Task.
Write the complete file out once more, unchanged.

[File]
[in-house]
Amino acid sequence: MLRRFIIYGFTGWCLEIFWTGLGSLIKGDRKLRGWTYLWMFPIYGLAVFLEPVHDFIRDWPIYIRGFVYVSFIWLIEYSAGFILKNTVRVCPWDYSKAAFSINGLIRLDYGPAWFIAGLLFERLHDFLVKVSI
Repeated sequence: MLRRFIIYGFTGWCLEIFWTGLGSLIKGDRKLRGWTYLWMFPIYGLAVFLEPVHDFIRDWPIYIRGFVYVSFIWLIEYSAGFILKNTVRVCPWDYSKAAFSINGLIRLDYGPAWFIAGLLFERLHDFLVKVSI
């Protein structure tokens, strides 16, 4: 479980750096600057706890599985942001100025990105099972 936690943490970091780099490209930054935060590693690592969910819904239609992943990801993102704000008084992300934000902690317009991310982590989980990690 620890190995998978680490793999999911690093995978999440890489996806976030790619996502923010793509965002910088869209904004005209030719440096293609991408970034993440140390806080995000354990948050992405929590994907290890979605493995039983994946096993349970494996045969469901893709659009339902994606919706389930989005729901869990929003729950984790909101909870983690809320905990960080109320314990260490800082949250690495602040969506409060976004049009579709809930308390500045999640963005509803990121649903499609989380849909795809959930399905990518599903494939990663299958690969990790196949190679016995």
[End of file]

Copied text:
[in-house]
Amino acid sequence: MLRRFIIYGFTGWCLEIFWTGLGSLIKGDRKLRGWTYLWMFPIYGLAVFLEPVHDFIRDWPIYIRGFVYVSFIWLIEYSAGFILKNTVRVCPWDYSKAAFSINGLIRLDYGPAWFIAGLLFERLHDFLVKVSI
Repeated sequence: MLRRFIIYGFTGWCLEIFWTGLGSLIKGDRKLRGWTYLWMFPIYGLAVFLEPVHDFIRDWPIYIRGFVYVSFIWLIEYSAGFILKNTVRVCPWDYSKAAFSINGLIRLDYGPAWFIAGLLFERLHDFLVKVSI
């Protein structure tokens, strides 16, 4: 479980750096600057706890599985942001100025990105099972 936690943490970091780099490209930054935060590693690592969910819904239609992943990801993102704000008084992300934000902690317009991310982590989980990690 620890190995998978680490793999999911690093995978999440890489996806976030790619996502923010793509965002910088869209904004005209030719440096293609991408970034993440140390806080995000354990948050992405929590994907290890979605493995039983994946096993349970494996045969469901893709659009339902994606919706389930989005729901869990929003729950984790909101909870983690809320905990960080109320314990260490800082949250690495602040969506409060976004049009579709809930308390500045999640963005509803990121649903499609989380849909795809959930399905990518599903494939990663299958690969990790196949190679016995």